Jul 25, 2015 CANADA (SUN) A serial presentation of India's great history, religious movements and temple architecture.
'The Chera kingdom owed its importance to trade with West Asia, Greece and Rome. Its geographical advantages, like the abundance of exotic spices, the navigability of the rivers connecting the Ghat mountains with the Arabian sea, and the discovery of favourable Monsoon winds which carried sailing ships directly from the Arabian coast to Chera kingdom, combined to produce a veritable boom in the Chera foreign trade. [60bb-cc]
The Later Cheras ruled from the 9th Century. Little is known about the Cheras between the two dynasties. The second dynasty, Kulasekharas ruled from a city on the banks of River Periyar called Mahodayapuram (Kodungallur). [60dd] Although they never regained their old status in the Peninsula, the Kulasekharas fought numerous wars with their powerful neighbors and were diminished in the 12th Century as a result of continuous Chola and Rashtrakuta invasions.
The Chera rulers of Venadu, based at the port Quilon in southern Kerala, trace their relations back to the Later, or Second Cheras. These dynasty rulers were formerly known as Kulasekharas. They were nominal rulers of the Chera kingdom, comprising a loose federation of regional chiefs from the 9th to the 12th Centuries A.D. [60ee] The rule of the Later Cheras was based at the city of Mahodayapuram, near the present day Kodungalloor, Kerala. [60ff] Their Perumal government has been described as a "Brahmin oligarchy with ritual sovereignty".[60ee]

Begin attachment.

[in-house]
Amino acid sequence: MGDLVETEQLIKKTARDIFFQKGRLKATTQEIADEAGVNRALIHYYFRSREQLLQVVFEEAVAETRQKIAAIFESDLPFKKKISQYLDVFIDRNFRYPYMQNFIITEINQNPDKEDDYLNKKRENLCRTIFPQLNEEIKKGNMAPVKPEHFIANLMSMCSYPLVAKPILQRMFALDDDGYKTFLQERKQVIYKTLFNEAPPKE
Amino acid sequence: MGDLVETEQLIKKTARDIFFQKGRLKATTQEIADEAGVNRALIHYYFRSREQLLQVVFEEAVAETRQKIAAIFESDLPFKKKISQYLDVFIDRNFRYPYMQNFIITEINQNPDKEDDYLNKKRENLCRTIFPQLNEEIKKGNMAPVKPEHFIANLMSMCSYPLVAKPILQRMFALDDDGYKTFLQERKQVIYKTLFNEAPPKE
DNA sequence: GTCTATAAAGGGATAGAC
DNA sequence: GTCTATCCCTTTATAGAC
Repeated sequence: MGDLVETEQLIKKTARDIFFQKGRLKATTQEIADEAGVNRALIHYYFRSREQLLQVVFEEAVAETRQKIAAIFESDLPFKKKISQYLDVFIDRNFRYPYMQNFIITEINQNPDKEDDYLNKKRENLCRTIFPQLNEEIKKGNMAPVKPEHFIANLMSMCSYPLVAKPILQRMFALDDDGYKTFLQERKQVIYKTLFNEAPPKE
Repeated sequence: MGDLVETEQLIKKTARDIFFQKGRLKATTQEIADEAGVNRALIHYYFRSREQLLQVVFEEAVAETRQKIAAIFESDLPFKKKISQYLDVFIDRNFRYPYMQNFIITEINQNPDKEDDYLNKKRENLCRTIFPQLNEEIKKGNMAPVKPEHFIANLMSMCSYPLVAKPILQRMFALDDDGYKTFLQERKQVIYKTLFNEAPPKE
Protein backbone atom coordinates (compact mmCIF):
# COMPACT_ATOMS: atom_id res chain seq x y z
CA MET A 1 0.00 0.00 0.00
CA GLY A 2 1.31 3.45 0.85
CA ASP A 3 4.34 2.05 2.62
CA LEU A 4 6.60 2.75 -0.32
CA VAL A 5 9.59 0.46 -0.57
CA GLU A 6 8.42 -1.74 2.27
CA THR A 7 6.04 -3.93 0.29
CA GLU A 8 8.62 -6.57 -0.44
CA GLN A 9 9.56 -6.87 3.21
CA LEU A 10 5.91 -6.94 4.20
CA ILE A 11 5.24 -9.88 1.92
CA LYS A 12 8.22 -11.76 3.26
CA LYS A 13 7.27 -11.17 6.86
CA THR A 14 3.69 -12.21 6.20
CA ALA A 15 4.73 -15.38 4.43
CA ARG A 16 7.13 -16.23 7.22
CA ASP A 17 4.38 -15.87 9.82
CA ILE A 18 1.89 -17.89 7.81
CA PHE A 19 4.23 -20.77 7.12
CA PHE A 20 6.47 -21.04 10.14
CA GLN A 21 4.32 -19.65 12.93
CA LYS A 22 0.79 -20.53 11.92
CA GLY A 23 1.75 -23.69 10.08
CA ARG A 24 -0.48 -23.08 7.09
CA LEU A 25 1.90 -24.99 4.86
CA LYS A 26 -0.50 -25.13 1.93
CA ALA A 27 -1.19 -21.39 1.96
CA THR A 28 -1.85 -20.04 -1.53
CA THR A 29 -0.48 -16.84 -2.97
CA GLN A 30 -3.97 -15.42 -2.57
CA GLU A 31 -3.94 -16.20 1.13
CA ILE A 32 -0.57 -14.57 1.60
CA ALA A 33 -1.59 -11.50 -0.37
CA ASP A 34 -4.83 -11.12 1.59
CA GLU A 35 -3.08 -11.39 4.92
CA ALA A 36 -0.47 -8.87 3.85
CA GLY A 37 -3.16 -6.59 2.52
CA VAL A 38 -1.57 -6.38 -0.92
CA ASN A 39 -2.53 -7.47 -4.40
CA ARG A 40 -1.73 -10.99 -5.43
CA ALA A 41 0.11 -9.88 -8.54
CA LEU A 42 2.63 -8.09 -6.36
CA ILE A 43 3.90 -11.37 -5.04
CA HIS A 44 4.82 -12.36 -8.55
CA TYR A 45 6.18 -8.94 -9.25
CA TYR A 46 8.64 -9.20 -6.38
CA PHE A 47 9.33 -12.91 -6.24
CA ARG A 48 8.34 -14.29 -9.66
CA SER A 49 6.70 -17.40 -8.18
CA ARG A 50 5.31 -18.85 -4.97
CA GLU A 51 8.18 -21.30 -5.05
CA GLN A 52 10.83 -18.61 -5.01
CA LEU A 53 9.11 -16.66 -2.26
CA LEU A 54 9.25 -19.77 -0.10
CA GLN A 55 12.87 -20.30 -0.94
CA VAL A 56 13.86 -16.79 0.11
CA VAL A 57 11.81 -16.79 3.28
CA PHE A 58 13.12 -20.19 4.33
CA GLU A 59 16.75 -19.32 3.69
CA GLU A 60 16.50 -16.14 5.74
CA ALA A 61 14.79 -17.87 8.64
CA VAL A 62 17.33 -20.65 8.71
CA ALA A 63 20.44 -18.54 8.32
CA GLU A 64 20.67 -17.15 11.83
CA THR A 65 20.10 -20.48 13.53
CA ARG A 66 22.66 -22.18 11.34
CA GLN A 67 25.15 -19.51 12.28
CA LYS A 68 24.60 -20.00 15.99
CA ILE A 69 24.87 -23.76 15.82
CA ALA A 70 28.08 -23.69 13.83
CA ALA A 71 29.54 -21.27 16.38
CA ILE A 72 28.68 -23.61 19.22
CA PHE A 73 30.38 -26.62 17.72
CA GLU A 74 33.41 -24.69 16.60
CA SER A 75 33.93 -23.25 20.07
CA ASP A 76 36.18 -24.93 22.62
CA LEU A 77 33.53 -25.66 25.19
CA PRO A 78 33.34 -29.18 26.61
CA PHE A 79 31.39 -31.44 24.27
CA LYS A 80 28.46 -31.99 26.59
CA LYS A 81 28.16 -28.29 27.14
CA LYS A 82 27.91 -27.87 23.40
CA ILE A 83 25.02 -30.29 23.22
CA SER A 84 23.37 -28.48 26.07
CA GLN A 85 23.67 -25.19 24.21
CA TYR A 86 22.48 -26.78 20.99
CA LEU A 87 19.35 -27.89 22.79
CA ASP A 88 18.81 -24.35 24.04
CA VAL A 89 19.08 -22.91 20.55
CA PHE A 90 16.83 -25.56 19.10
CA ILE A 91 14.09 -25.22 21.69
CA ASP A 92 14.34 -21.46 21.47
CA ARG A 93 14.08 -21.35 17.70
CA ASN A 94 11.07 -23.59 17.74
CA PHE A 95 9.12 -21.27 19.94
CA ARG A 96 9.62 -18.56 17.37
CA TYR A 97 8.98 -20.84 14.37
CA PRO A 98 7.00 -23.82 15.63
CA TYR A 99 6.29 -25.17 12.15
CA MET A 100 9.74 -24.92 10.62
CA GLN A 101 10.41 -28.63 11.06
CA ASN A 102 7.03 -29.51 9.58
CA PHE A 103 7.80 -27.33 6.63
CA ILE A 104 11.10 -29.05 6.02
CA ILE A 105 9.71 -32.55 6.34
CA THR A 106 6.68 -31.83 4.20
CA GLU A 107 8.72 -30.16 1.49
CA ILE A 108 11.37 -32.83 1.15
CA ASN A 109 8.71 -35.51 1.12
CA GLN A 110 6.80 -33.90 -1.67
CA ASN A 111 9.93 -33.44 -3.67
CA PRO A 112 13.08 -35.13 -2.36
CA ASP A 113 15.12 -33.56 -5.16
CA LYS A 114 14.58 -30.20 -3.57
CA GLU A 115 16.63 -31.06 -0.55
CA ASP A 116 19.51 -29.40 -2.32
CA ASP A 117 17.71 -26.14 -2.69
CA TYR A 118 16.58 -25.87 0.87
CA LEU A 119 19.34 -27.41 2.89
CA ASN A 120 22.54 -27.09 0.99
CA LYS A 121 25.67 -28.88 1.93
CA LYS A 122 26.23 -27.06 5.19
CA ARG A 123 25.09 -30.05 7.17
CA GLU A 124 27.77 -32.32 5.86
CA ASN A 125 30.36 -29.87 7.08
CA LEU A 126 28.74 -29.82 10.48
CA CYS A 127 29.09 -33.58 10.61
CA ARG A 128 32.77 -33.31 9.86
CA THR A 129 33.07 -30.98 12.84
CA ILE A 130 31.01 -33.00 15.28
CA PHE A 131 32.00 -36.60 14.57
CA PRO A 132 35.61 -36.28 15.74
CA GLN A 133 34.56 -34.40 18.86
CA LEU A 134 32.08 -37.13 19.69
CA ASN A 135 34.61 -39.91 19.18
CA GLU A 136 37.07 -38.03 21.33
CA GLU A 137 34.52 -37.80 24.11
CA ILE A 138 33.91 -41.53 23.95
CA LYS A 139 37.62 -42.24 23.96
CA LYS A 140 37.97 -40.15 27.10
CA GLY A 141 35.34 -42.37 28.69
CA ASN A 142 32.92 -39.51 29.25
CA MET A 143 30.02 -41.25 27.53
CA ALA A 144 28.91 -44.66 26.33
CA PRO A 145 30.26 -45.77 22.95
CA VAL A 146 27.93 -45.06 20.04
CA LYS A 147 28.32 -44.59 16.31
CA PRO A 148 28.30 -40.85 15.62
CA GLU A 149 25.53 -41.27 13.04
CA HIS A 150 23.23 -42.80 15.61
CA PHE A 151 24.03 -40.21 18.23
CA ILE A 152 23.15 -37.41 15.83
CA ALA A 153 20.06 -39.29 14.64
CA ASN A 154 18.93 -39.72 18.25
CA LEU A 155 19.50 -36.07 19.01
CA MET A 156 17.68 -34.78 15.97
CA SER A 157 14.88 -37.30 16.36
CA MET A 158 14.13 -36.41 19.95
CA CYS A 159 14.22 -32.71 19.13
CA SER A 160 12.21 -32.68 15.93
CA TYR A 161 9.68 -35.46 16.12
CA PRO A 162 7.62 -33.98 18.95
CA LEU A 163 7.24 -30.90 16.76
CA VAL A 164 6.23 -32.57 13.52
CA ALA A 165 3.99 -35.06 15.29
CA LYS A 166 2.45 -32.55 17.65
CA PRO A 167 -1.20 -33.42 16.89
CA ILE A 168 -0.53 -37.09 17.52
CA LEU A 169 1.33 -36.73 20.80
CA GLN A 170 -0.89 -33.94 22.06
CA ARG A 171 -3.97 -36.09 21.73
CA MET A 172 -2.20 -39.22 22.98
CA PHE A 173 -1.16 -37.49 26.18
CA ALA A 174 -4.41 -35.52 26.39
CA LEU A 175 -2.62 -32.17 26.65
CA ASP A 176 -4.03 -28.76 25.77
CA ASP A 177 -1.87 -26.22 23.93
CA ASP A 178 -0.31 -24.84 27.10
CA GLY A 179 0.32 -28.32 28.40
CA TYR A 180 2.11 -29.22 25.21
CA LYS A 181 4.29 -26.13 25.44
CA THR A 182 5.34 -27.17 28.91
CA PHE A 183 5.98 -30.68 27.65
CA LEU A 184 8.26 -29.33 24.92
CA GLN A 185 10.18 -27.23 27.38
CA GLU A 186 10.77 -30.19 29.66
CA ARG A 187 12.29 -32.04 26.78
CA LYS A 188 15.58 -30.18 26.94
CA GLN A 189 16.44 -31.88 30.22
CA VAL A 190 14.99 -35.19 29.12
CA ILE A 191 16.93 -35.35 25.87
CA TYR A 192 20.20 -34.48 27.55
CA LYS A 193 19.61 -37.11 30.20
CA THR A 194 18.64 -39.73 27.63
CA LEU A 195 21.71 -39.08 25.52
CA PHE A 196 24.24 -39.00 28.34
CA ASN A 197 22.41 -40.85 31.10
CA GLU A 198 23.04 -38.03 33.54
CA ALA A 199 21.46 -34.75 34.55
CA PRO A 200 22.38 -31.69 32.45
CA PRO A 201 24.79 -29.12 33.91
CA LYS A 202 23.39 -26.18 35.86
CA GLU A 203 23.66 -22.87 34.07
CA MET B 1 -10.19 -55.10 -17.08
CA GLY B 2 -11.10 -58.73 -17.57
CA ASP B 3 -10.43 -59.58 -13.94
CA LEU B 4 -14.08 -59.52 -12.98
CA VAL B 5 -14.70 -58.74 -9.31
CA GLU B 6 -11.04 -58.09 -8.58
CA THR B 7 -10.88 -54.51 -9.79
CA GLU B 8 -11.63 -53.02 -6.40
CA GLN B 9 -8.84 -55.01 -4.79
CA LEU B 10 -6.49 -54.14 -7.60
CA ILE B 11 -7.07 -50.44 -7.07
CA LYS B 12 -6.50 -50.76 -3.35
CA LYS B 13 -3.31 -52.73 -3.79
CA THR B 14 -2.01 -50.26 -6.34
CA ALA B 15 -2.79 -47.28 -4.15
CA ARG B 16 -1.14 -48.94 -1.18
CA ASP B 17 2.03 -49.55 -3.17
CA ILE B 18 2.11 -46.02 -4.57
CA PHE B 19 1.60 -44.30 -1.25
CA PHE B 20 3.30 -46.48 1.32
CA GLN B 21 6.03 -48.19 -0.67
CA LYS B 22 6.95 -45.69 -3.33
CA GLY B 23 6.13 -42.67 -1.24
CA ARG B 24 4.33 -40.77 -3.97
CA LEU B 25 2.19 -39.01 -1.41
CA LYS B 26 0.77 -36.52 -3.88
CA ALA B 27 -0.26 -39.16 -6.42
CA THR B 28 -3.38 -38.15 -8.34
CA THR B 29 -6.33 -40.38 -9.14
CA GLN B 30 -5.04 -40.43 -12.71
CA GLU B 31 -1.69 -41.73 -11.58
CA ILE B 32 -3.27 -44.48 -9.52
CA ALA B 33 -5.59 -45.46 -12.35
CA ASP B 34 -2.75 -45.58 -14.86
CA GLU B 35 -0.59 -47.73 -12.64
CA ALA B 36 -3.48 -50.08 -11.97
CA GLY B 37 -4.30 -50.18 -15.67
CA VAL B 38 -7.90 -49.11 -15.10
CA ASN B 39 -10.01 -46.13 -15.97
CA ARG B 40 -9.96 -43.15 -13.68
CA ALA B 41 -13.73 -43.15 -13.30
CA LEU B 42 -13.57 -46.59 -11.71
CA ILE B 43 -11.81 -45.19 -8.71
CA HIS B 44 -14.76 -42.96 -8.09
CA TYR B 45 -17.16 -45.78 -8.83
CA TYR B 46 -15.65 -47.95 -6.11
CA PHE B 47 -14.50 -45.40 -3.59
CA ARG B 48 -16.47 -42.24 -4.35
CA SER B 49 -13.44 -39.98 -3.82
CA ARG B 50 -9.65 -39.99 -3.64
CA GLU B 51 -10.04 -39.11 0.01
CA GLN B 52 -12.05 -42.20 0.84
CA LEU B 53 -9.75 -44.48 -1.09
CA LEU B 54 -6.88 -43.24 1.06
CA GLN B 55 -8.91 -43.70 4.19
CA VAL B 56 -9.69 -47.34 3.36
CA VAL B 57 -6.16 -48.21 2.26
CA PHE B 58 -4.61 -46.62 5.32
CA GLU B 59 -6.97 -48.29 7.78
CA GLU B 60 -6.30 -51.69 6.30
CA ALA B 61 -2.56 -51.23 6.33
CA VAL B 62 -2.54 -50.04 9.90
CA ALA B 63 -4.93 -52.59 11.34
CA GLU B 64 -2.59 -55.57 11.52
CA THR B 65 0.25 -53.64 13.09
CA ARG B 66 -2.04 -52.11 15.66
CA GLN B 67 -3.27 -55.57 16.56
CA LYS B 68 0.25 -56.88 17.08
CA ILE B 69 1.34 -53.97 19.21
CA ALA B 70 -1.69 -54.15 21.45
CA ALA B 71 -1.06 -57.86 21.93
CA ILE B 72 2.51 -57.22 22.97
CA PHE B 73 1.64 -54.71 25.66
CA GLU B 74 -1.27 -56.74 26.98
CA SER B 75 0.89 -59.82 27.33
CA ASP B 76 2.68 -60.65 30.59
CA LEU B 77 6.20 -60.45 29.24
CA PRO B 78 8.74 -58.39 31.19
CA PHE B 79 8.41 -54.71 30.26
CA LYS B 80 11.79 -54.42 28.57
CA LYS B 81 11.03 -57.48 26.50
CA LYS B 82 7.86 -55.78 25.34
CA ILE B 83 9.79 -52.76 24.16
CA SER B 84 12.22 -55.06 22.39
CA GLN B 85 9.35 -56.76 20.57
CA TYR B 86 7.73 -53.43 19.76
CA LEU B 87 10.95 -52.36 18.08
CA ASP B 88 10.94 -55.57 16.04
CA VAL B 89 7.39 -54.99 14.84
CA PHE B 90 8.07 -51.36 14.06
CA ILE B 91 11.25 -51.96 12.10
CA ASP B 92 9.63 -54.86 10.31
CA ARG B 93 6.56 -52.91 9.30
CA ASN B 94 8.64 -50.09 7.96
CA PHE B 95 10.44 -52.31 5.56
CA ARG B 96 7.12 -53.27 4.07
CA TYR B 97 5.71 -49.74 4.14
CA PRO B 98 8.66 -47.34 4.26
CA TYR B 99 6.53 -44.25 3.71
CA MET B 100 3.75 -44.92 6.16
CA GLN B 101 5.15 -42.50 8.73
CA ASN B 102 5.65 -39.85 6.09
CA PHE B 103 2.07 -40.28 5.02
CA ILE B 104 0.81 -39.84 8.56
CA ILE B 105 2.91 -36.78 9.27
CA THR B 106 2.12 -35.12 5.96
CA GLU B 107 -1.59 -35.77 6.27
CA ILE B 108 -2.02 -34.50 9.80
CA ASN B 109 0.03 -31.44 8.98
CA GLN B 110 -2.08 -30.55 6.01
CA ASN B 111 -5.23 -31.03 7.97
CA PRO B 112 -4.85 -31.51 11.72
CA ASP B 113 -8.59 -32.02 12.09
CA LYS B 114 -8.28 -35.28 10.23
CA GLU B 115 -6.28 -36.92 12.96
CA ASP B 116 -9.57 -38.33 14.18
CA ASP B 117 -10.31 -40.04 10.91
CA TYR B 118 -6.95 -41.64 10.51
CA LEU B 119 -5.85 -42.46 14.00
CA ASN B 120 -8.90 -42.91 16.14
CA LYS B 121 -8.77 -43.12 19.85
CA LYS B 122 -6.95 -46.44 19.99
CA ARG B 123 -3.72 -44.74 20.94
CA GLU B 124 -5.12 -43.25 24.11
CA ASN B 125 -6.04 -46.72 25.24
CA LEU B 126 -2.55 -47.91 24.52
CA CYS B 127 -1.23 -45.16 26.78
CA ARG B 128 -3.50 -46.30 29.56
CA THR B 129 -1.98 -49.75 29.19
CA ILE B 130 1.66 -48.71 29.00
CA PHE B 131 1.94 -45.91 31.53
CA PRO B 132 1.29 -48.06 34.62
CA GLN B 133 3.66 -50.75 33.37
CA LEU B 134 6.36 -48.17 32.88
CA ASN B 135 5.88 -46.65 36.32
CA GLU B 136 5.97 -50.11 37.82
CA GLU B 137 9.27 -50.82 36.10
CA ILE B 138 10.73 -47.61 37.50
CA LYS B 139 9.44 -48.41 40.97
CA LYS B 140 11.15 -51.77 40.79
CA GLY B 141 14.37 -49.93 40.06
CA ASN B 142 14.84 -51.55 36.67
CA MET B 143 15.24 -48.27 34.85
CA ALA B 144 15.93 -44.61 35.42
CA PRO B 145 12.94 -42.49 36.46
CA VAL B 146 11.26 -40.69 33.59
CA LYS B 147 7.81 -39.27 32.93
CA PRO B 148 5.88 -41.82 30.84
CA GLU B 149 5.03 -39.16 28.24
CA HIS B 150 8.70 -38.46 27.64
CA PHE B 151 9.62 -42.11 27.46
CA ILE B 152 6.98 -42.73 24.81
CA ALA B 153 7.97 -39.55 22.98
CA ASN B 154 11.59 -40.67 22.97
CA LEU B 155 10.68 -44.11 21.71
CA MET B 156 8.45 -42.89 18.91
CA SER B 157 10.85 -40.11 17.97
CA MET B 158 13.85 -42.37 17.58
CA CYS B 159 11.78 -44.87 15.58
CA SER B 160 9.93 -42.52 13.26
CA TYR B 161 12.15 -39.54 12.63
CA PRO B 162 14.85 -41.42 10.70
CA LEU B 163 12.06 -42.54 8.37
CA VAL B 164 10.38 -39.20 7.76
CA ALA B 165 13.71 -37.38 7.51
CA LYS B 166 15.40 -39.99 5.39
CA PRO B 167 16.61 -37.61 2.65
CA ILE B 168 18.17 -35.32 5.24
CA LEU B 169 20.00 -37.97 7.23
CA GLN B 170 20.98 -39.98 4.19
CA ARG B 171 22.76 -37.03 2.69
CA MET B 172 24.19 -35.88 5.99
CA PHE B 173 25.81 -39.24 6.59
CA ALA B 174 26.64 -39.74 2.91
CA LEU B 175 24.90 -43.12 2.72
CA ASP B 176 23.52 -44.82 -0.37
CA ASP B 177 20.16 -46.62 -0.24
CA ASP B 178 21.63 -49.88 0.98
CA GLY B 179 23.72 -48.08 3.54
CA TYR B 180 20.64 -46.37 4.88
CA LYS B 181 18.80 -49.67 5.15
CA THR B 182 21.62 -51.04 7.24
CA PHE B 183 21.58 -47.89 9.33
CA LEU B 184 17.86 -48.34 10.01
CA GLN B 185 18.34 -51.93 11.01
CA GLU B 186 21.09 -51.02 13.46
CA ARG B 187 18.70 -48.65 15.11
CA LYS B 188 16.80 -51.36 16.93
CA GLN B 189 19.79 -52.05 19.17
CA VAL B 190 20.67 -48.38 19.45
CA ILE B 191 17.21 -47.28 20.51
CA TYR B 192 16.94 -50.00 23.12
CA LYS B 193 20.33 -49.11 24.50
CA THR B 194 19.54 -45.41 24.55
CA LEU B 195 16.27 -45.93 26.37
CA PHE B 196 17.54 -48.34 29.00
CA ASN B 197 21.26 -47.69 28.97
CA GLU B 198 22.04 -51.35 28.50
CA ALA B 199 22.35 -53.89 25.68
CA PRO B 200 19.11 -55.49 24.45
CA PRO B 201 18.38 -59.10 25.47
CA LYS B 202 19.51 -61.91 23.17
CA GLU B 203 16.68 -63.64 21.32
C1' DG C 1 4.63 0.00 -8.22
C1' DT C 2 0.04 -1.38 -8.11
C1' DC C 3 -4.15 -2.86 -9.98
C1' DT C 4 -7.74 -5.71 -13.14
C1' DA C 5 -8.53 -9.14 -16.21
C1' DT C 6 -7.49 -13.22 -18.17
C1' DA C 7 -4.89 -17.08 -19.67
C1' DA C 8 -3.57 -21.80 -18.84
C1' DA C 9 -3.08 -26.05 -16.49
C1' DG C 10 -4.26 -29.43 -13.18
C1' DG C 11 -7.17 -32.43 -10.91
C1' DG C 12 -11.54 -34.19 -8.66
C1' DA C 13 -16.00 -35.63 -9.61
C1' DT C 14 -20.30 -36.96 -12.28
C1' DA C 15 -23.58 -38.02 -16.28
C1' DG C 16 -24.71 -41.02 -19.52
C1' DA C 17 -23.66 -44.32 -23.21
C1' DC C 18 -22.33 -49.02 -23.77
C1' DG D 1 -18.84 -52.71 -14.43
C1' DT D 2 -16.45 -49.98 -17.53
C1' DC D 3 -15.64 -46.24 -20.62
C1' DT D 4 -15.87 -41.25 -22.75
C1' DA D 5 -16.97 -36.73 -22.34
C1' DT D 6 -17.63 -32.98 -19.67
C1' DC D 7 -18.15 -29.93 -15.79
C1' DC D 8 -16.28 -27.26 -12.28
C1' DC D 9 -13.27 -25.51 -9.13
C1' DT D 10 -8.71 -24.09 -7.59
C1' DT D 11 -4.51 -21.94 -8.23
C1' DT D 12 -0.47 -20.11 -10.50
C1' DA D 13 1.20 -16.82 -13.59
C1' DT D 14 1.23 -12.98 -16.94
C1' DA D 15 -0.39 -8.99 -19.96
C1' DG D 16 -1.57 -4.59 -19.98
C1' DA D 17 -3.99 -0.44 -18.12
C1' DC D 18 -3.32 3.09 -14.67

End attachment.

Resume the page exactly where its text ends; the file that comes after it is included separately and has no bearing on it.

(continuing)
Ravi Varma Kulasekhara, Chera ruler of Venadu from 1299 to 1314 A.D., is known for his ambitious military campaigns to former Pandya and Chola territories. For the followers of Bhakti Vaisnavism, however, one name stands above all other: King Kulashekhara, the author of the nectarean Mukunda-mala-stotram.
The Tamil poetic collection known as Sangam literature describes the long line of Chera rulers, including the Kulasekharas, dating back to the first few centuries A.D. It records the names of the kings, the princes, and the court poets who extolled them. Foremost among these Sangam works is the Mukundamala, or Mukunda-mala-stotram, a poem in Sanskrit written by Kulashekhara Alvar, one of the last kings of the Chera dynasty in Kerala.
King Kulashekhara held power as the 9th Alvar, around 1100 A.D. The Alvars (Alwars) are the twelve mendicant saints venerated by the Srivaishnavas of South India. King Kulashekhara's Mukundamala is written in the style of the Bhakti saints of his day. It begs Sri Mukunda (Lord Krsna), to give its unworthy author a place at the Lord's lotus feet, birth after birth.
One of King Kulashekhara's devotional poems is also found in the Divya Prabhandham, namely Perumal Thirumozhi. His writings are all dedicated to Lord Krsna and Lord Rama. In one song, he identifies himself with Devaki, the mother of Krsna. Kulasekara expresses Devaki's desolation at being separated from her child and her prays for association with Him.'
[60bb] Ancient India: A History Textbook for Class XI (1999), Ram Mohan Sharma; National Council of Educational Research and Training, India
[60cc] Cyclopaedia of India and of Eastern and Southern Asia, Ed. by Edward Balfour (1871), Second Edition. Volume 2. p. 584
[60dd] (Ancient name, Chully ref: Akam. 149)
[60ee] Perumals of Kerala: Political and Social Conditions of Kerala Under the Cēra Perumals of Makotai (c. 800 AD-1124 AD) , M. G. S. Narayanan, Xavier Press (1996)
[60ff] Focus on a PhD thesis that threw new light on Perumals, R. Madhavan Nair [The Hindu]